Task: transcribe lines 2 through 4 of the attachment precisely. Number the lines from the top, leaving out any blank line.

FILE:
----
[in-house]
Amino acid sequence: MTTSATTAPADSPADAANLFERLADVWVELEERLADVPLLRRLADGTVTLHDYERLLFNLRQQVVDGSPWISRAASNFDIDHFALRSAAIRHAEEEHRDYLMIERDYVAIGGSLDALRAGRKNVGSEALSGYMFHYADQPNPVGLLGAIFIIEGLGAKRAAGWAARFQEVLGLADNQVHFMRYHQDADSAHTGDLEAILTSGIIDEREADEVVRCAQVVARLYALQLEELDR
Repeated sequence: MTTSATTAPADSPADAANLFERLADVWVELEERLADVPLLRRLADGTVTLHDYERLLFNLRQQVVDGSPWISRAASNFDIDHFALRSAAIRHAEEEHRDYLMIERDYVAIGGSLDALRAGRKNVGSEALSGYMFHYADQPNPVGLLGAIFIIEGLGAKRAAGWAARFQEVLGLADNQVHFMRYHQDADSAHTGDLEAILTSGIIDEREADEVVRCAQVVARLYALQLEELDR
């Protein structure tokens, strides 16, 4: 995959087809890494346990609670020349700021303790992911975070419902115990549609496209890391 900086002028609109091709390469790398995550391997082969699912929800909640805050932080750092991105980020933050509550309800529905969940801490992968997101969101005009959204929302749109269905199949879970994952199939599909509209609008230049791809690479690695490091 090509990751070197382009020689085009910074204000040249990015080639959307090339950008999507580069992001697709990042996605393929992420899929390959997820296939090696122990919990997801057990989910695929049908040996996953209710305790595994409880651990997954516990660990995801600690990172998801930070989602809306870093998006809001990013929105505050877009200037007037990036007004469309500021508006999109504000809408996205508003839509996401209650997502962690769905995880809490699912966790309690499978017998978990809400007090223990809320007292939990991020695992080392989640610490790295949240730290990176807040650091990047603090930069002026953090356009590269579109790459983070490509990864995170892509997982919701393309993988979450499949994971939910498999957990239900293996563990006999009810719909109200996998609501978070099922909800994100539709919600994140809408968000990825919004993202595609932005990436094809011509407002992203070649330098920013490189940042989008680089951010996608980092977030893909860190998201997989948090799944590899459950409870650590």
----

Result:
Amino acid sequence: MTTSATTAPADSPADAANLFERLADVWVELEERLADVPLLRRLADGTVTLHDYERLLFNLRQQVVDGSPWISRAASNFDIDHFALRSAAIRHAEEEHRDYLMIERDYVAIGGSLDALRAGRKNVGSEALSGYMFHYADQPNPVGLLGAIFIIEGLGAKRAAGWAARFQEVLGLADNQVHFMRYHQDADSAHTGDLEAILTSGIIDEREADEVVRCAQVVARLYALQLEELDR
Repeated sequence: MTTSATTAPADSPADAANLFERLADVWVELEERLADVPLLRRLADGTVTLHDYERLLFNLRQQVVDGSPWISRAASNFDIDHFALRSAAIRHAEEEHRDYLMIERDYVAIGGSLDALRAGRKNVGSEALSGYMFHYADQPNPVGLLGAIFIIEGLGAKRAAGWAARFQEVLGLADNQVHFMRYHQDADSAHTGDLEAILTSGIIDEREADEVVRCAQVVARLYALQLEELDR
């Protein structure tokens, strides 16, 4: 995959087809890494346990609670020349700021303790992911975070419902115990549609496209890391 900086002028609109091709390469790398995550391997082969699912929800909640805050932080750092991105980020933050509550309800529905969940801490992968997101969101005009959204929302749109269905199949879970994952199939599909509209609008230049791809690479690695490091 090509990751070197382009020689085009910074204000040249990015080639959307090339950008999507580069992001697709990042996605393929992420899929390959997820296939090696122990919990997801057990989910695929049908040996996953209710305790595994409880651990997954516990660990995801600690990172998801930070989602809306870093998006809001990013929105505050877009200037007037990036007004469309500021508006999109504000809408996205508003839509996401209650997502962690769905995880809490699912966790309690499978017998978990809400007090223990809320007292939990991020695992080392989640610490790295949240730290990176807040650091990047603090930069002026953090356009590269579109790459983070490509990864995170892509997982919701393309993988979450499949994971939910498999957990239900293996563990006999009810719909109200996998609501978070099922909800994100539709919600994140809408968000990825919004993202595609932005990436094809011509407002992203070649330098920013490189940042989008680089951010996608980092977030893909860190998201997989948090799944590899459950409870650590």